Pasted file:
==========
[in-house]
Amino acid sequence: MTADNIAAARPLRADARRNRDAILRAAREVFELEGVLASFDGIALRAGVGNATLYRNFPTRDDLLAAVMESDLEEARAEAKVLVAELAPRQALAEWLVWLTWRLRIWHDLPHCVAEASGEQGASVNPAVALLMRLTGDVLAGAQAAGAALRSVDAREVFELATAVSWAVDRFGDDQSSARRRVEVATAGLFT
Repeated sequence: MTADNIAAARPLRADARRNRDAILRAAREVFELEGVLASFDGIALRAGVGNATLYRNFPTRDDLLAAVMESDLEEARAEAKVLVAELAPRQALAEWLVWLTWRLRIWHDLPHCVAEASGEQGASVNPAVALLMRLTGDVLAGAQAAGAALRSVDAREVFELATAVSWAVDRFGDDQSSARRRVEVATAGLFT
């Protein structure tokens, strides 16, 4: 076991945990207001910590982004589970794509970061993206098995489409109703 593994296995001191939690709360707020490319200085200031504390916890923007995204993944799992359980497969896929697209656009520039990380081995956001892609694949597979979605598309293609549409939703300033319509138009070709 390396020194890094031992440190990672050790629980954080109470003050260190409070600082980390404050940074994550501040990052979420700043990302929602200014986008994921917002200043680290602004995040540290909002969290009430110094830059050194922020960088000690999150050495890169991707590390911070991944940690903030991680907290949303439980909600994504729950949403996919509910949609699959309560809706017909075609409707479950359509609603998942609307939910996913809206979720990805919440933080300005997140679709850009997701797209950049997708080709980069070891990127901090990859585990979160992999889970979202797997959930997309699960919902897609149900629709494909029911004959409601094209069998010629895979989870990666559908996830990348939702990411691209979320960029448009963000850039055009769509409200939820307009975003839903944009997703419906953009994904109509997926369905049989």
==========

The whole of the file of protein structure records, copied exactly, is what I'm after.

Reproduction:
[in-house]
Amino acid sequence: MTADNIAAARPLRADARRNRDAILRAAREVFELEGVLASFDGIALRAGVGNATLYRNFPTRDDLLAAVMESDLEEARAEAKVLVAELAPRQALAEWLVWLTWRLRIWHDLPHCVAEASGEQGASVNPAVALLMRLTGDVLAGAQAAGAALRSVDAREVFELATAVSWAVDRFGDDQSSARRRVEVATAGLFT
Repeated sequence: MTADNIAAARPLRADARRNRDAILRAAREVFELEGVLASFDGIALRAGVGNATLYRNFPTRDDLLAAVMESDLEEARAEAKVLVAELAPRQALAEWLVWLTWRLRIWHDLPHCVAEASGEQGASVNPAVALLMRLTGDVLAGAQAAGAALRSVDAREVFELATAVSWAVDRFGDDQSSARRRVEVATAGLFT
């Protein structure tokens, strides 16, 4: 076991945990207001910590982004589970794509970061993206098995489409109703 593994296995001191939690709360707020490319200085200031504390916890923007995204993944799992359980497969896929697209656009520039990380081995956001892609694949597979979605598309293609549409939703300033319509138009070709 390396020194890094031992440190990672050790629980954080109470003050260190409070600082980390404050940074994550501040990052979420700043990302929602200014986008994921917002200043680290602004995040540290909002969290009430110094830059050194922020960088000690999150050495890169991707590390911070991944940690903030991680907290949303439980909600994504729950949403996919509910949609699959309560809706017909075609409707479950359509609603998942609307939910996913809206979720990805919440933080300005997140679709850009997701797209950049997708080709980069070891990127901090990859585990979160992999889970979202797997959930997309699960919902897609149900629709494909029911004959409601094209069998010629895979989870990666559908996830990348939702990411691209979320960029448009963000850039055009769509409200939820307009975003839903944009997703419906953009994904109509997926369905049989």